If your business is a trust, its beneficiaries pay tax on the income they receive from it. The trustee can decide how to distribute trust income. If the beneficiaries are family members, it may make sense to distribute income to those on the lowest marginal tax rate - if the trust distributions are those beneficiaries’ only source of income, their tax liability for those earnings might be minimal.

5. Increase super contributions

Another way to reduce your taxable income is to make personal before-tax contributions to your super (contribution caps apply). 

6. Delay income collection

If you’re trying to lower your income-based tax obligations, consider postponing your invoicing to after the end of the financial year. Any money you collect after 30 June will count toward the next fiscal year. 

7. Pay all employee super by the deadline

If you have employees, you can claim a deduction for Superannuation Guarantee contributions, mandatory contributions under industrial awards and salary sacrifice contributions, but only if you make all employee contributions by 30 June.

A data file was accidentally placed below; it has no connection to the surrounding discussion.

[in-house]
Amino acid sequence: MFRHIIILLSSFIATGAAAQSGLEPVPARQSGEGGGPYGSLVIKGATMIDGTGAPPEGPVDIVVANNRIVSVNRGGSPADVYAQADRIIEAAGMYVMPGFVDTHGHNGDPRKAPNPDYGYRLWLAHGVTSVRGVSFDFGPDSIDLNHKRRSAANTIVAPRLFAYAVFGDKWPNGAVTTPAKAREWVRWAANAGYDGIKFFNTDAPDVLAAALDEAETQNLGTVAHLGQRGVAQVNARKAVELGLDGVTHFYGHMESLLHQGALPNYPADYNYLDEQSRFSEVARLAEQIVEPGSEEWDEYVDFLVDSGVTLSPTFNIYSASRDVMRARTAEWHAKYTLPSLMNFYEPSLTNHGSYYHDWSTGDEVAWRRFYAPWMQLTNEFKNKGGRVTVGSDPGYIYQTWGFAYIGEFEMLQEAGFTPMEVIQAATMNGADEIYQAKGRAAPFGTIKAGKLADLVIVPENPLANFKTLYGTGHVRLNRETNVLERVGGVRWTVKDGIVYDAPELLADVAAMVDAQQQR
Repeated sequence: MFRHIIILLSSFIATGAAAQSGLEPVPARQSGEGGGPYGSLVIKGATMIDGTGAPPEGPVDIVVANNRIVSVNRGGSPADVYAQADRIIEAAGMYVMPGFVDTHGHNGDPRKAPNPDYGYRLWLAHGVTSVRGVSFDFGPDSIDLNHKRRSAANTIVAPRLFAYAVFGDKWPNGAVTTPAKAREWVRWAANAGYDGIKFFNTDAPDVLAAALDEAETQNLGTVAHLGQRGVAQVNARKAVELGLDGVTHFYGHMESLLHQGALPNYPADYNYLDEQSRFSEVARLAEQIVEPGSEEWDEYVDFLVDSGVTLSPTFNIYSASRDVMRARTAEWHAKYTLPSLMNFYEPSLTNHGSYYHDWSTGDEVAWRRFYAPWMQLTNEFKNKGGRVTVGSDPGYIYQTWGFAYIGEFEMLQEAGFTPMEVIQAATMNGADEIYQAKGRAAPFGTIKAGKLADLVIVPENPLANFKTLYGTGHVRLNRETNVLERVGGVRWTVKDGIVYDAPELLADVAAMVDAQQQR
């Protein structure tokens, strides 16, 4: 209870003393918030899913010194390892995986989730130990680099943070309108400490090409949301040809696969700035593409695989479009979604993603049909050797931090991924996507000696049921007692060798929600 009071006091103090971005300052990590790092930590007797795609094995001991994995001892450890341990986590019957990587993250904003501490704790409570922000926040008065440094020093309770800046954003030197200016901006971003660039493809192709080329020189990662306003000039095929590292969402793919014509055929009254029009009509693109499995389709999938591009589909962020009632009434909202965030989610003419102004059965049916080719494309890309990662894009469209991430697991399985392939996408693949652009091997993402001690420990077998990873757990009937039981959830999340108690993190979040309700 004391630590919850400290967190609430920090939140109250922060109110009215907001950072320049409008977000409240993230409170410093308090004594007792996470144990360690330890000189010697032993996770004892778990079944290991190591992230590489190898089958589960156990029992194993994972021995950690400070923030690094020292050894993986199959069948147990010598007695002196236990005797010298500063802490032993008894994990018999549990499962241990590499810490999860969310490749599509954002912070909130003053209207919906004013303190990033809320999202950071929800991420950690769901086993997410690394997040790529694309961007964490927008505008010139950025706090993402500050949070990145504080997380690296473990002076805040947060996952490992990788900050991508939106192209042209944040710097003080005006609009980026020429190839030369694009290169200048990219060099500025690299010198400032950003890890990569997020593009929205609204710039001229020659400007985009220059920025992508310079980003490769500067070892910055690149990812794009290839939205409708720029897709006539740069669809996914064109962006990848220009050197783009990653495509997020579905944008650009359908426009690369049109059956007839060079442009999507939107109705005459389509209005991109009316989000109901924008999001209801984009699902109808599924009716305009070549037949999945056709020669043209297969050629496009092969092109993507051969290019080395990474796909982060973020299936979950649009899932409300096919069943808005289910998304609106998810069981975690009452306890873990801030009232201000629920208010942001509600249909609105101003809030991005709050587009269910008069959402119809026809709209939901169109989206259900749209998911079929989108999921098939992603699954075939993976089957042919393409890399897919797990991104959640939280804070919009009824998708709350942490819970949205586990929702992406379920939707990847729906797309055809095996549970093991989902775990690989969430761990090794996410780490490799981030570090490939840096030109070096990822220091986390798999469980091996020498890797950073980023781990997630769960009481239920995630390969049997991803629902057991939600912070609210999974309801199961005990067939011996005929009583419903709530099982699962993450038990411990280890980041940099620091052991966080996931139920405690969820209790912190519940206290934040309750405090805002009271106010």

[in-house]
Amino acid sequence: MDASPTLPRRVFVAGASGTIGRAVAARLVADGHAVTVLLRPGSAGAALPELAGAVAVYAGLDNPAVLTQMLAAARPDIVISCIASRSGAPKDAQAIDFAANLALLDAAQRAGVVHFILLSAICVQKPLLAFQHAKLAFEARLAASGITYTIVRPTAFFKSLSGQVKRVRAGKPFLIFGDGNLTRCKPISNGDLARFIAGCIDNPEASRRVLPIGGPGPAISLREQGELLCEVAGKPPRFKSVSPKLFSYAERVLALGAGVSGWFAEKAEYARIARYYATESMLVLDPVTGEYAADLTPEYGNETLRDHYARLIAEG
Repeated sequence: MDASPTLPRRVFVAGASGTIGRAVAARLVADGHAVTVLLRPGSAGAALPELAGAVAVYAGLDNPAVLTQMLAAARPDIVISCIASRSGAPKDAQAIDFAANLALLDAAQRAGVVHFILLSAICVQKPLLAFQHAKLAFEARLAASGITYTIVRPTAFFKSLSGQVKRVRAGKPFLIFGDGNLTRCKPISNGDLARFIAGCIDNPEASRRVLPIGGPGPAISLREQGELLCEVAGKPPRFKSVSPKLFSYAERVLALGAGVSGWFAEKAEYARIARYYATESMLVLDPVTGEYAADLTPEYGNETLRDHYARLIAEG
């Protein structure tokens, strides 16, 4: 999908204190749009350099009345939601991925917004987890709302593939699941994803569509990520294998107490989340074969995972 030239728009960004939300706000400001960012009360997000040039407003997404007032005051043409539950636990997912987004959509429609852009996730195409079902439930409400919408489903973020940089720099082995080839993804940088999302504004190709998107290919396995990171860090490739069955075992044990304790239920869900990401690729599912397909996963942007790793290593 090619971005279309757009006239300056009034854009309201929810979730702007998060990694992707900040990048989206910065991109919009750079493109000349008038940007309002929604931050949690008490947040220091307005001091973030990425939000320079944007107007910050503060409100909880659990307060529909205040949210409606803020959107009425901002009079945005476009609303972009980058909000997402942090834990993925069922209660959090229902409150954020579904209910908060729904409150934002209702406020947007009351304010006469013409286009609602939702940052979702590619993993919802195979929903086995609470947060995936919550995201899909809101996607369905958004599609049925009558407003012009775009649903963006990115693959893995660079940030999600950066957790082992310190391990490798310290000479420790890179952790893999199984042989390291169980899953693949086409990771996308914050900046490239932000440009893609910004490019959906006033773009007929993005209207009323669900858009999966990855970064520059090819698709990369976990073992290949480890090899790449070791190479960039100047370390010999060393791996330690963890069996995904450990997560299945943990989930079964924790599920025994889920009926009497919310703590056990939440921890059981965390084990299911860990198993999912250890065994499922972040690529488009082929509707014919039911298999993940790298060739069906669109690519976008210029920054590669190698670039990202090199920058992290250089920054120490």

Consider paying your contributions at least a full week before the filing deadline to allow time for processing delays and other administrative hiccups.

8. Account for asset depreciation

Some business assets may be tax-deductible if they lose value over time. For example, you may be able to claim depreciation deductions for machinery and work vehicles. 

9. Make personal concessional super contributions 

If you’re self-employed, you may be able to make contributions to your super out of your pre-tax income, reducing your overall tax liability and helping you plan for your financial security in retirement. 

10. Consider capital gains tax (CGT)

If you sell any shares or assets that you’ve held for less than a year, you’ll pay higher capital gains tax as part of your income tax. If you hold them for more than a year, you’ll get a 50% CGT discount, which means you only pay tax on half the net capital gain on that asset. (Note that CGT doesn't apply to depreciating assets, such as business equipment). 

11. Offset income with negative gearing 

As an individual, if you own a rental property with costs that exceed your profits, you can deduct your losses from your taxable income. And if you know that you’ll take a loss on your rental property in the financial year, you may be able to apply for a PAYG withholding variation, which decreases your withholding throughout the year. 

12. Make charitable donations

Another strategy for minimising tax is making charitable donations. If you make charitable donations of money or property and have a receipt for your donation, you may be able to claim those expenses as deductions.